Holidays in Plaka
Plaka is a small village of no particular tourist development. The many houses built in recent years are villas, mostly for private use.
In Plaka you won’t find any tourist or souvenir shops, banks or cashpoints. However, Almyrida and Kalyves are nearby and you can find all you need there.
There is no pharmacy or post office in Plaka, but you’ll see the distinctive yellow postbox if you want to send a friend a postcard.
There is also a minimarket in the main square with the basic necessities for your holiday.
Tavernas in Plaka
In the main square of Plaka you will find tavernas with traditional Greek cooking. There is no international cuisine here but the local dishes are delicious, showing that tourist development has not touched the area and altered the traditional way of cooking.
There is also a very good cake shop in the main square, selling Cretan pastries and Greek confectionery. Even if you’re just passing through, take the time to relax in the square and cool off at one of the cafeteria tables under the trees.
Hotels in Plaka
In Plaka there are hotels renting furnished apartments and kitchenettes for those in search of relaxed and independent holidays.
The hotels may be small, but they have lovely gardens and stunning views of Souda Bay.
Many of the foreigners resident in Plaka also rent out their villas when they’re not staying there, so that’s another possibility to look into if you feel like staying here.
What to do on holiday in Plaka
If you decide to stay in Plaka, you’ll see for yourself that the sunsets here are truly splendid. The scenery of Plaka is dramatic anyway: the village looks west to Souda Bay and south to the White Mountains, while Mount Drapanokefala rises to the east.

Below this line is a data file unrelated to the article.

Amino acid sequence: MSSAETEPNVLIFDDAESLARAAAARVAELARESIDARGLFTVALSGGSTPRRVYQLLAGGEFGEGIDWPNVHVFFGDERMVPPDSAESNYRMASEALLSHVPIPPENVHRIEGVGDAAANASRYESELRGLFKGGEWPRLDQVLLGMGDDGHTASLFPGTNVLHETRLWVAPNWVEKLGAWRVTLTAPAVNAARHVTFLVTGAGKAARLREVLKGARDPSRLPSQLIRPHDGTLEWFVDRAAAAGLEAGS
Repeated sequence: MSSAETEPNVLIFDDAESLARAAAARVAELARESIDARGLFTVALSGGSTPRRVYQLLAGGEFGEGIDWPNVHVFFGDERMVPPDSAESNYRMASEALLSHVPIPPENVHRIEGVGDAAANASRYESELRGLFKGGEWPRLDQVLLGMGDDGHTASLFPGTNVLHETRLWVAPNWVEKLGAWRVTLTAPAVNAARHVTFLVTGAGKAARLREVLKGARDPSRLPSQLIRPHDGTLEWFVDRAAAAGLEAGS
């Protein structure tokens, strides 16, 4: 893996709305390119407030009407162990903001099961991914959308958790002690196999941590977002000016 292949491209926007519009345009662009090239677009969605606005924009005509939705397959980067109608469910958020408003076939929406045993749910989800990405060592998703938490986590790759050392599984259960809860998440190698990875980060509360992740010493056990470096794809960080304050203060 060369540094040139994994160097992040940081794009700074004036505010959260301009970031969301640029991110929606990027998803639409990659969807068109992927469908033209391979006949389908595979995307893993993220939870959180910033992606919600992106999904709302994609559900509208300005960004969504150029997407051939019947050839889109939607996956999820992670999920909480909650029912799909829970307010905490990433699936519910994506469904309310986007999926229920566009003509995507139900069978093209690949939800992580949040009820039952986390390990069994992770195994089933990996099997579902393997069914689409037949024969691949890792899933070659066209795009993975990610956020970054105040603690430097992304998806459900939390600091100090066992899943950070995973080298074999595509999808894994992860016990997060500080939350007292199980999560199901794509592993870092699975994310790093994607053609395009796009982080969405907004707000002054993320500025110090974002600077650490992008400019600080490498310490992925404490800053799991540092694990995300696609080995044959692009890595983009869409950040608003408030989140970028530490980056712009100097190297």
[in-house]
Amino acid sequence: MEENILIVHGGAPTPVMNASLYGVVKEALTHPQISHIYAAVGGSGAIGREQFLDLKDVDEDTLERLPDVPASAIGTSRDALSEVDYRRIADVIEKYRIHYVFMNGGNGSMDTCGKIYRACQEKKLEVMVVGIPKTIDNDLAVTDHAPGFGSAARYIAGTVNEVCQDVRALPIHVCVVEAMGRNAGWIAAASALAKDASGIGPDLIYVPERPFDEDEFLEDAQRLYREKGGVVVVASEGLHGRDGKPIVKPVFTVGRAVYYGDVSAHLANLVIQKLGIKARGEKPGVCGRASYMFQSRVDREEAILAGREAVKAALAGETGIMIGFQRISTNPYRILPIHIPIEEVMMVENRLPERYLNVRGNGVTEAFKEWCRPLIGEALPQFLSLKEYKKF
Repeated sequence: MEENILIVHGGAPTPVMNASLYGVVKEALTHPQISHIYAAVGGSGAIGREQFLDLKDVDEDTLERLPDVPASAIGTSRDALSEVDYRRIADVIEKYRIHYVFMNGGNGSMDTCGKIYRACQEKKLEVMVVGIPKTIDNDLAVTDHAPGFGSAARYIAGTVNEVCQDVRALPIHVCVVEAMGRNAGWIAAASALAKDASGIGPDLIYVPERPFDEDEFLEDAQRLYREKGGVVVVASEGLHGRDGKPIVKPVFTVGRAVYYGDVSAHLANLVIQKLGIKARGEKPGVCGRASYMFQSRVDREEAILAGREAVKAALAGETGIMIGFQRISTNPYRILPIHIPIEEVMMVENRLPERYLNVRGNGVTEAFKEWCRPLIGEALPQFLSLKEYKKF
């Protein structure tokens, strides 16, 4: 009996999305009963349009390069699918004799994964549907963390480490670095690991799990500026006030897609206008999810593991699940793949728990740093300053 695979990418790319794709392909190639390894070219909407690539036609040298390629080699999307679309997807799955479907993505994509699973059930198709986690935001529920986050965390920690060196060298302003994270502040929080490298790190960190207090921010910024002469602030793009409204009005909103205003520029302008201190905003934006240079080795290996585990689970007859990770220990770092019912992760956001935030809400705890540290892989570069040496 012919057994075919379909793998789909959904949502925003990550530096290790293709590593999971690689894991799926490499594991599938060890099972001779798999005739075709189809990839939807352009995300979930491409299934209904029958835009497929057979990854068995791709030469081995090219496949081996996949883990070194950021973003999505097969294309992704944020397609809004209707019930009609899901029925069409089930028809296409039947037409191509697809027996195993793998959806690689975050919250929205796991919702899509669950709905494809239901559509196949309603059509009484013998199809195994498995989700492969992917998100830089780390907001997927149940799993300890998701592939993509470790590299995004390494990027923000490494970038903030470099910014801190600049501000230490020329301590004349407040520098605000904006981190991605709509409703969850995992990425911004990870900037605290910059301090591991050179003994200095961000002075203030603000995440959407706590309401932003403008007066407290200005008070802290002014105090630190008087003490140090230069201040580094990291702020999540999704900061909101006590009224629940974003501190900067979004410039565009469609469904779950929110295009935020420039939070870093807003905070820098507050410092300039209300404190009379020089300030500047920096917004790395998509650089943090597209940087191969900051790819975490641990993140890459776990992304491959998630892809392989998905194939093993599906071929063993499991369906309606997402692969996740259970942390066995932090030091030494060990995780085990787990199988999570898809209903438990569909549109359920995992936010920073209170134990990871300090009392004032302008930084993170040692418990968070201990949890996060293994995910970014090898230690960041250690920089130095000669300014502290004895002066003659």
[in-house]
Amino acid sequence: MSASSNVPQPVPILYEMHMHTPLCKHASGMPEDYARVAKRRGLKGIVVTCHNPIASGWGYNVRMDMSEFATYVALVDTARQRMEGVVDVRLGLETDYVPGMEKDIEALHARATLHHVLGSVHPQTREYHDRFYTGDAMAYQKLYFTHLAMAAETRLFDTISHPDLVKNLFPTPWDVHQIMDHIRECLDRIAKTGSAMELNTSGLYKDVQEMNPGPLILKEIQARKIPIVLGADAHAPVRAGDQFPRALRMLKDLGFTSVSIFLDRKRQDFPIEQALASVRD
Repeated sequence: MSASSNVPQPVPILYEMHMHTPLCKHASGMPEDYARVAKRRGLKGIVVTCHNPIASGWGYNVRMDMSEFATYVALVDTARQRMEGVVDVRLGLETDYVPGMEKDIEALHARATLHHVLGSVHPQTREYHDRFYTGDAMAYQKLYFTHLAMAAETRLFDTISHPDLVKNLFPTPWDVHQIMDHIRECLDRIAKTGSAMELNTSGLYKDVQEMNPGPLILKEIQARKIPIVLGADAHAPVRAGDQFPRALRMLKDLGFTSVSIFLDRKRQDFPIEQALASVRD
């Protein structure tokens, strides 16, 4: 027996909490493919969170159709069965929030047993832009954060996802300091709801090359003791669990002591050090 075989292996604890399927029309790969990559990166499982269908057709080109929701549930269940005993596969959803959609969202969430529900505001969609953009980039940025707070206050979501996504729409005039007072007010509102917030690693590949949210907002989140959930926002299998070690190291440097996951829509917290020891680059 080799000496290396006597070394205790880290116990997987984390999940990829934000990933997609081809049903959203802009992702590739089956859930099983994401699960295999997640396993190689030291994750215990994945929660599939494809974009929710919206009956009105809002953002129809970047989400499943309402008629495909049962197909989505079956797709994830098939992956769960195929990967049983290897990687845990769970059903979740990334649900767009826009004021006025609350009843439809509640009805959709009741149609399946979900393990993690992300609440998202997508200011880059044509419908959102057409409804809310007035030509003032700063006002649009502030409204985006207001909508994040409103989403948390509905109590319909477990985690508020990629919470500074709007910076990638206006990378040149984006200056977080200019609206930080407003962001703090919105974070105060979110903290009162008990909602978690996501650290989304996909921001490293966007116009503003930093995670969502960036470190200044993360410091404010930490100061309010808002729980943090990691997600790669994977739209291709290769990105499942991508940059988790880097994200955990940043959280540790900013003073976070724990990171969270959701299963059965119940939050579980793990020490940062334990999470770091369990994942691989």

Even if you’re not staying in Plaka but are based in Almyrida, it’s worth climbing up before dusk to admire the sunset from here. It’s one of the most impressive sights in the area.
Michalis Papadakis or Plakianos
The nearest beach is at Αlmyrida, about 1 kilometre from Plaka. Other local beaches are the beaches at Kalyves and the beach at Georgioupolis.
Many events and a Cretan music festival, known as the Plakiana, are held at Plaka every summer, at the end of July. .
The festival is held in honour of Michalis Papadakis or Plakianos, a talented local lyre-player.
Just a few kilometres away you’ll find several extremely pretty traditional villages which are well worth visiting: Kokkino Chorio, Vamos and Gavalochori with its two-roomed, vaulted 18th-century olive mill and the only Folk Museum in the area.
You can also visit Chania, just 23 km away, for a stroll around the town and a coffee at the wonderful Venetian harbour.
If you’re in the mood for exploring, you can head to Vamos and take the road to Xerosterni village and the traditional village of Litsarda, to see the lovely cave known as “Tou Dafne i Trypa” (Dafne’s Hole), a site of archaeological interest.
On the coast near Kokkino Chorio, 10 metres below sea level, is the impressive “Elephant Cave”, one of the major local sights.
Elephant Cave was discovered by accident by an amateur diver, shedding light on prehistoric Crete. The cave was found to contain prehistoric elephant bones, belonging to three adult and one baby elephant of the species Elephas chaniensis.
The cave also contained deer bones from both normal and dwarf deer, attracting the attention of scientists. According to them, the rapid increase in the numbers of agile deer reduced the food available to the large, lumbering elephants.
The underwater entrance to Elephant Cave is 30 m long. At the end of this tunnel, daring divers see a huge cave, measuring about 60 x 60 m, full of reddish stalagmites and stalactites indicating minerals rich in iron and aluminium. The air inside the cave is safe to breathe.